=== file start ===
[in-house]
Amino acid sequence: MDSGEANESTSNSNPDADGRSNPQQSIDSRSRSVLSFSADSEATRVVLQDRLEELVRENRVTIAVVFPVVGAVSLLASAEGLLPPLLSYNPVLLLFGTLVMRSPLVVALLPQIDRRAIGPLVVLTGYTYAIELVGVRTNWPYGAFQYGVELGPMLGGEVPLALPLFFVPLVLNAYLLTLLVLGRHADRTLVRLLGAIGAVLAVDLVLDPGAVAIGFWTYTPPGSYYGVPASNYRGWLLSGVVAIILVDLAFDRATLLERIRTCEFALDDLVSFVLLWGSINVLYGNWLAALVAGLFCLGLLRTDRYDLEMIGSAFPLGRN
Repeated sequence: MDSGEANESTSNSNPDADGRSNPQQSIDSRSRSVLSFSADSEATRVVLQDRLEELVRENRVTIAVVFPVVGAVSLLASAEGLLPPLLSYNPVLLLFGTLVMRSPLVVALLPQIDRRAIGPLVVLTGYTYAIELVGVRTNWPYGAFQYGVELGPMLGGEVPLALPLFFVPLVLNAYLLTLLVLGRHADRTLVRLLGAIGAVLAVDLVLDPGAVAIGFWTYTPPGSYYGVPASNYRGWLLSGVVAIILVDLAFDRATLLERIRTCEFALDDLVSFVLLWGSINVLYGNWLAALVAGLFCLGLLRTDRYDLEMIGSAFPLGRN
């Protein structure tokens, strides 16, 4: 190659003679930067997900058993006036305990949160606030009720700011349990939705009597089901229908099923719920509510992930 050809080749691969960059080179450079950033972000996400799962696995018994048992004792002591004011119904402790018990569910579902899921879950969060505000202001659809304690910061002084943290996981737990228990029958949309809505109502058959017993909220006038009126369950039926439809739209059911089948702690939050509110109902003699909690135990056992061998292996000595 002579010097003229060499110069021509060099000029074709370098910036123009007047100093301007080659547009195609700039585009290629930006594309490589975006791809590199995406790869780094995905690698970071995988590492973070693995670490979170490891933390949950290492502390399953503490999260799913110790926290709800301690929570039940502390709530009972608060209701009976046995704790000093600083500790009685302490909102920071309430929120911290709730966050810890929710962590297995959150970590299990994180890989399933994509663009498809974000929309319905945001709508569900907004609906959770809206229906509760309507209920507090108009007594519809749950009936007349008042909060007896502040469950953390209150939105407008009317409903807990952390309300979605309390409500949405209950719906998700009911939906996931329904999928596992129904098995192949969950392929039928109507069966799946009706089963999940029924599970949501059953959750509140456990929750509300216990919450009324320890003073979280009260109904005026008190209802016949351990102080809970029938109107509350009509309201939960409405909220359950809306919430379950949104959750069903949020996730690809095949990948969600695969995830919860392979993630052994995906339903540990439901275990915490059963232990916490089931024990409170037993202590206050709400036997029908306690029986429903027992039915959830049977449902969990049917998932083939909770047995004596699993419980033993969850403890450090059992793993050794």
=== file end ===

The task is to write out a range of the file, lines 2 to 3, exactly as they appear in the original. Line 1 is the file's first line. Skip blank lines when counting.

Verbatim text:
Amino acid sequence: MDSGEANESTSNSNPDADGRSNPQQSIDSRSRSVLSFSADSEATRVVLQDRLEELVRENRVTIAVVFPVVGAVSLLASAEGLLPPLLSYNPVLLLFGTLVMRSPLVVALLPQIDRRAIGPLVVLTGYTYAIELVGVRTNWPYGAFQYGVELGPMLGGEVPLALPLFFVPLVLNAYLLTLLVLGRHADRTLVRLLGAIGAVLAVDLVLDPGAVAIGFWTYTPPGSYYGVPASNYRGWLLSGVVAIILVDLAFDRATLLERIRTCEFALDDLVSFVLLWGSINVLYGNWLAALVAGLFCLGLLRTDRYDLEMIGSAFPLGRN
Repeated sequence: MDSGEANESTSNSNPDADGRSNPQQSIDSRSRSVLSFSADSEATRVVLQDRLEELVRENRVTIAVVFPVVGAVSLLASAEGLLPPLLSYNPVLLLFGTLVMRSPLVVALLPQIDRRAIGPLVVLTGYTYAIELVGVRTNWPYGAFQYGVELGPMLGGEVPLALPLFFVPLVLNAYLLTLLVLGRHADRTLVRLLGAIGAVLAVDLVLDPGAVAIGFWTYTPPGSYYGVPASNYRGWLLSGVVAIILVDLAFDRATLLERIRTCEFALDDLVSFVLLWGSINVLYGNWLAALVAGLFCLGLLRTDRYDLEMIGSAFPLGRN